Decades later, Atomic Veterans still fighting for benefits

The following is a compilation of a two-part piece on Atomic Veterans — veterans who were subjected to radiation exposure by government atomic bomb testing — who still, more than six decades on, are fighting the VA and Department of Justice for benefits and official recognition of their service and sacrifice.

Simpson

Richard Simpson, 87, of Hillsdale, Okla., holds a picture of the atomic bomb test he and the men of his platoon were subjected to in Nevada in 1953. The men were in a trench underneath the mushroom cloud. 

ENID, Okla. — Like many young men of the 1950s, Richard Simpson, of Hillsdale, did not hesitate to serve in the military. Now, almost seven decades later, at age 87, Simpson is among a dwindling corps of veterans fighting for recognition of their service as live subjects in atomic testing.

Simpson, who graduated from Kremlin High School in 1951, at the height of the Korean War, said there was no question about whether or not he’d serve. He had three brothers-in-law who served in the Marine Corps in World War II, one of them wounded at Iwo Jima. As soon as he could, he followed in their footsteps and enlisted.

“It was a call to duty,” Simpson said. “You served your country.”

Simpson was assigned to a training command at Camp Pendleton, Calif., and worked his way up to platoon sergeant. He thought he might be deployed to the war in Korea, but the government had different plans for Simpson’s platoon.

“One day they said to have our sea bags packed, but they didn’t tell us where we were going,” Simpson said.

The men ended up in the Nevada desert, at a test site for what would become known as Operation Upshot-Knothole. At the time, the men didn’t know why they were going to the desert.

“They didn’t ever tell us until we were there,” Simpson said. “They didn’t even tell us what we’d be doing.”

Once there, Simpson said they began training daily to hunker down in trenches close to a test tower.

“I’d drive us out there in the desert and we’d practice getting in the trenches,” Simpson said.

Even once the men knew they would be in those trenches as an atomic bomb was detonated from the top of the tower, Simpson said they didn’t question their orders.

“What do you know when you’re a damn kid,” Simpson said. “You didn’t ask questions. You just did what you were told.”

The drills continued, but day to day the men didn’t know if a bomb would be detonated after they got in the trench — until, one day, it did.

“The bomb was about 350 feet in the air and we were about 500 feet away in a trench,” Simpson said. The men were given no protective equipment except ear plugs. Commands broadcast by speakers ordered the men to crouch in the trench and cover their eyes with their hands.

When the bomb detonated, Simpson said “You could see the bones in your hands, and skeletons in front of you.”

“When it went off, it pushed you down like something crushed you,” Simpson said. “It was so bright, it scared the daylights out of you.”

Years later, a doctor told Simpson the image of the blast was burned into the back of his eyes, and for many years he had recurring nightmares of the blast.

After the initial blast, the loudspeakers ordered the men to stand up.

“The sand caved in around us, and then after the blast they said ‘Look up,'” Simpson said.

While looking up into the mushroom cloud, the men were covered in dust from the explosion — dust that burned the skin on contact.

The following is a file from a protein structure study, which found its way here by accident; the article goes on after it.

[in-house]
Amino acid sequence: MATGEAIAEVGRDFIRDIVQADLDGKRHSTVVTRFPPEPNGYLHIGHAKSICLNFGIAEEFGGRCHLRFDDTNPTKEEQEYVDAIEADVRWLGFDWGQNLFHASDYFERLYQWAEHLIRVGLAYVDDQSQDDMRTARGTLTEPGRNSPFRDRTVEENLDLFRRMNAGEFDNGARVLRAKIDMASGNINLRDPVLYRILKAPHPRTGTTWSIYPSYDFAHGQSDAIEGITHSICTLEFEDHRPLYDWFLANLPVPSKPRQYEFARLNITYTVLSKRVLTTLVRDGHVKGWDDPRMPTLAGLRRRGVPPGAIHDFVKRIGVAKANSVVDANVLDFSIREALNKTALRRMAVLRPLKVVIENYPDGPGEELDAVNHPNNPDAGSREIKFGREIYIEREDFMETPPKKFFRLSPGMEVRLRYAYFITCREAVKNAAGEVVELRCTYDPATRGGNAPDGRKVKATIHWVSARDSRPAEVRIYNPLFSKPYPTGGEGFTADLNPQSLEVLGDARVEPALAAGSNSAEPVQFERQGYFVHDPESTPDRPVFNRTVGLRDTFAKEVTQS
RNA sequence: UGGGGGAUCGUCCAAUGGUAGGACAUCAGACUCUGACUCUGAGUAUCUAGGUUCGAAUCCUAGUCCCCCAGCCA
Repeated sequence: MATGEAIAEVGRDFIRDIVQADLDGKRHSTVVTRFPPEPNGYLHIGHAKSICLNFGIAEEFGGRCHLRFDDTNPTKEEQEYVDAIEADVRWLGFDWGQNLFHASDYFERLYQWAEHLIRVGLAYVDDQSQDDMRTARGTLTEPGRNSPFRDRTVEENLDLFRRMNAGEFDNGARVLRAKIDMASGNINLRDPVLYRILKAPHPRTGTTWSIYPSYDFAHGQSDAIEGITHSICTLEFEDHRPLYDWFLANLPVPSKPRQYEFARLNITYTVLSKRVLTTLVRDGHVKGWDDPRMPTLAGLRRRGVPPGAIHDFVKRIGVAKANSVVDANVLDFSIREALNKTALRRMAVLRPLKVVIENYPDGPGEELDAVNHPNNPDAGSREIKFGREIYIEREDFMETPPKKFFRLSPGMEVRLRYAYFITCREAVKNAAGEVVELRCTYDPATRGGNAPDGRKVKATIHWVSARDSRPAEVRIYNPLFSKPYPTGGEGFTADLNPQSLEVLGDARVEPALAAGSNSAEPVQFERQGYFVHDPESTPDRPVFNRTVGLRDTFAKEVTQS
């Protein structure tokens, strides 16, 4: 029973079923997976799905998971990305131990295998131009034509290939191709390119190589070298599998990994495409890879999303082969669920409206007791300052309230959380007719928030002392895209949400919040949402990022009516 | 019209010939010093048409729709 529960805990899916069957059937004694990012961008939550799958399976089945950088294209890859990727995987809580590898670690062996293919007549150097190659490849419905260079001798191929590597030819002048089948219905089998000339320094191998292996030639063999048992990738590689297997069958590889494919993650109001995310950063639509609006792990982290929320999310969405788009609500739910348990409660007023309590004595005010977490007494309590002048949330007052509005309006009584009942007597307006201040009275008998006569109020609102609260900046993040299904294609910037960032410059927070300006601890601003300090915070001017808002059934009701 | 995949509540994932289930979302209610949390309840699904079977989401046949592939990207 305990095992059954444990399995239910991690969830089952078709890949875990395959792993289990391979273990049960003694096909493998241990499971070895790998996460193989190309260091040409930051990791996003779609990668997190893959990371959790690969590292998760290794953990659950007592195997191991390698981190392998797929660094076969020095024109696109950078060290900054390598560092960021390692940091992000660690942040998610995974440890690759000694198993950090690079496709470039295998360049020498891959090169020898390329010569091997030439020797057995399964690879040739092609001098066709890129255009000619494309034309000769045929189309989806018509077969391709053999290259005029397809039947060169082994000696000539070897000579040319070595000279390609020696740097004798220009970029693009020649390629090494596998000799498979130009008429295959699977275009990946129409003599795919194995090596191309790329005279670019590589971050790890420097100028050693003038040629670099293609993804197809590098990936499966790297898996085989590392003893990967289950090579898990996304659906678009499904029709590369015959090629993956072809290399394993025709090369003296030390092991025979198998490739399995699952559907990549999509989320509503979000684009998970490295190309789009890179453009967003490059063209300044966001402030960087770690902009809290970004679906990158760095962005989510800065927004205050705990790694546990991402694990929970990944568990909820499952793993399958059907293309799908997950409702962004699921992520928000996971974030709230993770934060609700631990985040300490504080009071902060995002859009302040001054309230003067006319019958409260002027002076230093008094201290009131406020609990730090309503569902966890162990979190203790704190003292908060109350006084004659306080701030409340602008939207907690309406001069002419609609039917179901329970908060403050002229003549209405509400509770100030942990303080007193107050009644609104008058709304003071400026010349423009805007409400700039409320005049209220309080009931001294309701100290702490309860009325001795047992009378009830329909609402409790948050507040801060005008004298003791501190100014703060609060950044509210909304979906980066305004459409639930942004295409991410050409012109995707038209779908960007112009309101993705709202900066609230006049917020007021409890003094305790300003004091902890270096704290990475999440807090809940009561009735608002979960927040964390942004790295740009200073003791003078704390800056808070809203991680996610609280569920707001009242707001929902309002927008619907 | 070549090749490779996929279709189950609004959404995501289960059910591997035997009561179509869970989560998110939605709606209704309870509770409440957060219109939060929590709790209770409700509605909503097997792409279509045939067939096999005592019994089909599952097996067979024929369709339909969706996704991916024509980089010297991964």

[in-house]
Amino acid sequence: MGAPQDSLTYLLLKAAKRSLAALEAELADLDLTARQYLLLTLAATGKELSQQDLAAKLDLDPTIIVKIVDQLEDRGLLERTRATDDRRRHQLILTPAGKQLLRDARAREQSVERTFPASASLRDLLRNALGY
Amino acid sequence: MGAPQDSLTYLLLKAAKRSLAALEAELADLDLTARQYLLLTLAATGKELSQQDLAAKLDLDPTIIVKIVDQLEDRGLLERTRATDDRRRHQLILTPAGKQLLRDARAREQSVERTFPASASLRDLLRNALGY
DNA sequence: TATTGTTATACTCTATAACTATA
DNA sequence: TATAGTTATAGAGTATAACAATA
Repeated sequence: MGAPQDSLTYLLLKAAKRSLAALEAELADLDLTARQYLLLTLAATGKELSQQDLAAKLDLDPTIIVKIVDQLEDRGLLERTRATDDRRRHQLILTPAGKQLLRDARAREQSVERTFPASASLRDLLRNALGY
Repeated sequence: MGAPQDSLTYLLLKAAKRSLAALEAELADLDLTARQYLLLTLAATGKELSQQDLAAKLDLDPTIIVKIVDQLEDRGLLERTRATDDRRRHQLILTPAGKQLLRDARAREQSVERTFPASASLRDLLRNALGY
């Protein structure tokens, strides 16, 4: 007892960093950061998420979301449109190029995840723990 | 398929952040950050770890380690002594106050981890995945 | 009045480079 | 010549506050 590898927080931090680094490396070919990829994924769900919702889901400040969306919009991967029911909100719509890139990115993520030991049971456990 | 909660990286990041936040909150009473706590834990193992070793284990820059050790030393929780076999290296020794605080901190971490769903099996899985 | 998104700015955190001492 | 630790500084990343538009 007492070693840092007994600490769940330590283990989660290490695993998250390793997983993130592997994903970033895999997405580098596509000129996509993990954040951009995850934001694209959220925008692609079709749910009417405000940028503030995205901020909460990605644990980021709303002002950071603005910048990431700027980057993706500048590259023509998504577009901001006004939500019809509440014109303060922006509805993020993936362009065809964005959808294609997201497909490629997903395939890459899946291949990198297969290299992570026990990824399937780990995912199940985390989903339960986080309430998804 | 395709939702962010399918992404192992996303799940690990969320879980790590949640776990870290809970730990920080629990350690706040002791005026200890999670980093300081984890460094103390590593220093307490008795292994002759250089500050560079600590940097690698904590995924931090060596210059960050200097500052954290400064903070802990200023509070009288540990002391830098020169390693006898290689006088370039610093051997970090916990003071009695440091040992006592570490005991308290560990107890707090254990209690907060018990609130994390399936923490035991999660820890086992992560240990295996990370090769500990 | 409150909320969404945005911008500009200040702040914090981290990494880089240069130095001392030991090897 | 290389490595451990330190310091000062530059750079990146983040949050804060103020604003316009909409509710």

“We all had white dust over us,” Simpson said. “They came around with a Geiger counter that beeped continually.”

After the test, the men were told to shower. Simpson said they had what looked like sunburns under their uniforms. In the days that followed, Simpson said their skin peeled and most of the men began to have growths and patches of dead flesh appear on their bodies.

“A Navy corpsman would come around,” Simpson said, “and when growths would come out on us like little moles, he would take a hot needle and dig those out.”

“Just about every one was affected,” Simpson said, “some a lot worse than me.”

Simpson said one of his corporals, a 17 year-old, had to have both his feet amputated after the flesh died, was scraped away by the corpsman, and was scraped and died again until there was nothing left to save.

Growths were removed on Simpson’s head, arms and hands, and the corpsman had to scrape dying flesh away from a discolored area near his groin every several days for about three months.

Simpson said the scraping and hot needle treatments were excruciating, and the men remained isolated in the desert. When it was time to go back home, he said they all were given papers to sign ordering them to tell no-one about the tests.

Seeing the effects the radiation had on his men, Simpson said he had serious misgivings about why the government had used them for atomic testing.

“They should have known what it would do to a body from Hiroshima,” Simpson said. “We never should have been there.”

Simpson was medically discharged from the Marines in 1954, and came back to Garfield County to farm and drill water wells.

But, the effects of the radiation exposure continued.

“I’d be taking a shower, and I’d think bugs were on me, just stinging me,” Simpson said. “It still happens to me to this day.”

He said the constant burning has been like torture for 65 years.

“If people think waterboarding was bad after 9/11, they should go through 65 years of stinging all over the body,” he said.

Growths continued to appear on Simpson’s arms over the years. Many times, he said he treated himself the way the corpsman had. He’d go out in his shop, “where no-one could hear me holler,” heat up a large needle with a torch and burn the growths out of his flesh.